Bill Kuntz, Truman State University Farm Manager, couldn’t be happier to see the bitter cold and merciless snow and ice of winter coming to an end. Kuntz is responsible for taking care of the farm grounds, crops and animals — a task made more difficult by inclement weather.
After working with Truman’s biology department for seven years, Kuntz applied for the manager position because of his love of the outdoors, doing anything and everything on the farm that needs to be finished.
Kuntz said the farm did pretty well preparing for the freeze. Starting last summer, the farm began baling hay to stockpile for animals and preventing water sources from freezing. By utilizing different tools like water heaters to keep the frost out, the farm can make sure the animals stay well cared for.
“The most difficult thing during winter is taking care of the animals,” Kuntz said. “We have to make sure they’re getting what they need.”
The ice was another difficult trial. Kuntz said the snow was harmless and easy to get rid of, but the ice was an issue because of the possibility of people and animals slipping. The safety of everyone is the farm’s No. 1 concern.
Overall, Kuntz said this winter has gone well, and he is hoping it’s long gone. With so many animals and a large amount of land to look over, Kuntz might not have had enough time to get it all done without Truman students like Danny Nadler working on the farm.
Nadler has been working on the farm since August 2017. Growing up on a farm north of Columbia, Missouri, Nadler has had plenty of experience working with his hands. His sister attended Truman and recommended he attend and work on the farm as well.
Being a part of the chore crew, Nadler’s responsibilities range from caring for livestock to cleaning and beyond. Even through the cold brush of winter, Nadler said he doesn’t have a favorite season while working on the farm. Winter can bring some negative conditions because of the snow and ice, but every season has its thorn.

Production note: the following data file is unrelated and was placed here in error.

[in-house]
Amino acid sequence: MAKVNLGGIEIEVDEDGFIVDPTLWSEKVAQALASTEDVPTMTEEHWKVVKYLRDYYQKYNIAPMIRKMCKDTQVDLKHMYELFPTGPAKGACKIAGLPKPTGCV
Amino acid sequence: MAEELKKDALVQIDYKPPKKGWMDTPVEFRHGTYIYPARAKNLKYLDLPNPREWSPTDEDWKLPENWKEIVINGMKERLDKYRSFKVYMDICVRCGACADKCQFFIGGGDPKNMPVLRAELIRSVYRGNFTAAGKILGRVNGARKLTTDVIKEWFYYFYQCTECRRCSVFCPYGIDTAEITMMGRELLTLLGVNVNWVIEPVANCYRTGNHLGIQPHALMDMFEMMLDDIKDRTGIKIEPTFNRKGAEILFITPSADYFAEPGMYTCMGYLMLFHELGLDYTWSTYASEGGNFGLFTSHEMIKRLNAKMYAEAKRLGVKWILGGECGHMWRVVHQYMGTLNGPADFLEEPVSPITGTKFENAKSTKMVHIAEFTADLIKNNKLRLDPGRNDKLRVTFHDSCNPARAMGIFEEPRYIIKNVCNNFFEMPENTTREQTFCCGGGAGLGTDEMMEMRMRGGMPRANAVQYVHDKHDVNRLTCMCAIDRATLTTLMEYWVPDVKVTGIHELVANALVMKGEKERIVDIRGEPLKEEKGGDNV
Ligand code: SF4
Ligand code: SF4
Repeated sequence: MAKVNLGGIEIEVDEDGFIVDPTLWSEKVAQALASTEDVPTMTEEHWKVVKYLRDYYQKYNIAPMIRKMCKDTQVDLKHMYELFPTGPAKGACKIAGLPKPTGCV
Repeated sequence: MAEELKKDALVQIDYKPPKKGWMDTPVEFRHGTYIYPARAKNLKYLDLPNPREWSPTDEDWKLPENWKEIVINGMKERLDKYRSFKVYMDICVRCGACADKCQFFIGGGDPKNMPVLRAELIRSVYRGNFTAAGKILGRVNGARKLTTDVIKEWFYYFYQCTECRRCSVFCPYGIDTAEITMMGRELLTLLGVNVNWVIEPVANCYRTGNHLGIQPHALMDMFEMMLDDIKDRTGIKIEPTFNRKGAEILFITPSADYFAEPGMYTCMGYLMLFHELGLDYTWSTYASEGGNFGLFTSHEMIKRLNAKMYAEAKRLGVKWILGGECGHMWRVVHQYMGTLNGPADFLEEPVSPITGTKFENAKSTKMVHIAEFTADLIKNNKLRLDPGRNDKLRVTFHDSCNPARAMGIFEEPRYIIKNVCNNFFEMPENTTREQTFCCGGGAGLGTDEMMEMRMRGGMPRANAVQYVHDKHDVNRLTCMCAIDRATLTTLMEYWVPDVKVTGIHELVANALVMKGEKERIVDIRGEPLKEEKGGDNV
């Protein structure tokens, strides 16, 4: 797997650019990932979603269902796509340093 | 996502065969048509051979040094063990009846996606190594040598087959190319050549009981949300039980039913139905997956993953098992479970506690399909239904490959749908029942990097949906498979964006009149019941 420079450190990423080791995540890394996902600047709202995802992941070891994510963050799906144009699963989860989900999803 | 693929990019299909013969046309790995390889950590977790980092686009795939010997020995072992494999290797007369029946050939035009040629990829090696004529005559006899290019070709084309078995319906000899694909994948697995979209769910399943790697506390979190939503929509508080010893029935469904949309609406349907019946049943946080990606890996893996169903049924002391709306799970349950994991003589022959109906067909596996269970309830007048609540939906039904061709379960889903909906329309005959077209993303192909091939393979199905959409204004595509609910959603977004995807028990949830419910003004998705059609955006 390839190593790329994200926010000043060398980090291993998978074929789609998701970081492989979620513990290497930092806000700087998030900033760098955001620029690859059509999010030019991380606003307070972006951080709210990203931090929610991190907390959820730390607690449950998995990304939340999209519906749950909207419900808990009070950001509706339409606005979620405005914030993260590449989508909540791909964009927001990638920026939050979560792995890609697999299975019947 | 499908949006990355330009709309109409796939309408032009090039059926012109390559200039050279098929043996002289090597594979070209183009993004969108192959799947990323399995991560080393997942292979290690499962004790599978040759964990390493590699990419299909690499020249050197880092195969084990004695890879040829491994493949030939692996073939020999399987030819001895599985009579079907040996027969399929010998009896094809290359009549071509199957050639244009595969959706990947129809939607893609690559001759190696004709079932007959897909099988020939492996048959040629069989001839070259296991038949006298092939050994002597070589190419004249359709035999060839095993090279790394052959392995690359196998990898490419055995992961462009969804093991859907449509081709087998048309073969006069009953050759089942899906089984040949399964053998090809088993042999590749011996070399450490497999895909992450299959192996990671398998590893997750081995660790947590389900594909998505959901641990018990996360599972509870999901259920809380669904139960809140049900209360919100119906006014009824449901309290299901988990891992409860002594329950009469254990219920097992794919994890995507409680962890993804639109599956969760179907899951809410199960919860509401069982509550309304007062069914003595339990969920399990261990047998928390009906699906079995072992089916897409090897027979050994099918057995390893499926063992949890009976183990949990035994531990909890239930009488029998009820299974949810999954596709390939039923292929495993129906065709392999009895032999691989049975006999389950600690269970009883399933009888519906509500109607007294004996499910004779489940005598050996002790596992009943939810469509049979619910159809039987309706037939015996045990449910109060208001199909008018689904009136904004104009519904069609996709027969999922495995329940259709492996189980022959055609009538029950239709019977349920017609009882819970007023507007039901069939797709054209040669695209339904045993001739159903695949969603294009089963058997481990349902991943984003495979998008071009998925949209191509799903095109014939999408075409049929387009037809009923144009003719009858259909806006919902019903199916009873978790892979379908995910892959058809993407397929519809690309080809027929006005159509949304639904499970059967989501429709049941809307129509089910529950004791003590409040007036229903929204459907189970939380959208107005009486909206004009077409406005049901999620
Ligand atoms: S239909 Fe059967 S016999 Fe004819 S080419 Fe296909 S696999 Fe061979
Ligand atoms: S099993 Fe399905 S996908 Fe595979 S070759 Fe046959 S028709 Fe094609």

“I think the farm is an incredible resource that Truman State [University] has,” Nadler said. “Several people are still unaware we even have a farm and what goes on here. Our farm-to-table program provides fresh vegetables to the dining halls during the growing season. I think every student should come to the farm at least once to just look around.”
There are many people on the farm making sure everything is well and taken care of, like equestrian show team coach Emily Costello, who helps with the farm’s horses and riding practice.
Costello began as a student at Truman 11 years ago and decided to work at the University when she noticed Truman needed a new equestrian team coach. Since working around horses and people was a passion of hers, applying for the position was the obvious choice.
Costello said this winter was hectic compared to previous ones because of its frequent storms. Costello said she had to cancel class because the conditions were too unsafe.
“I had to cancel class because it just wasn’t safe for anyone to be outside there,” Costello said. “It just wasn’t safe for students to be outside on the farm, for me it wasn’t safe, and it wasn’t safe for the horses to be working when it was so cold.”
Costello said the farm did an excellent job at preparing for the snow and ice with its heavy equipment. Costello said spring couldn’t get here any sooner, and she is looking forward to it finally warming up in the next few days.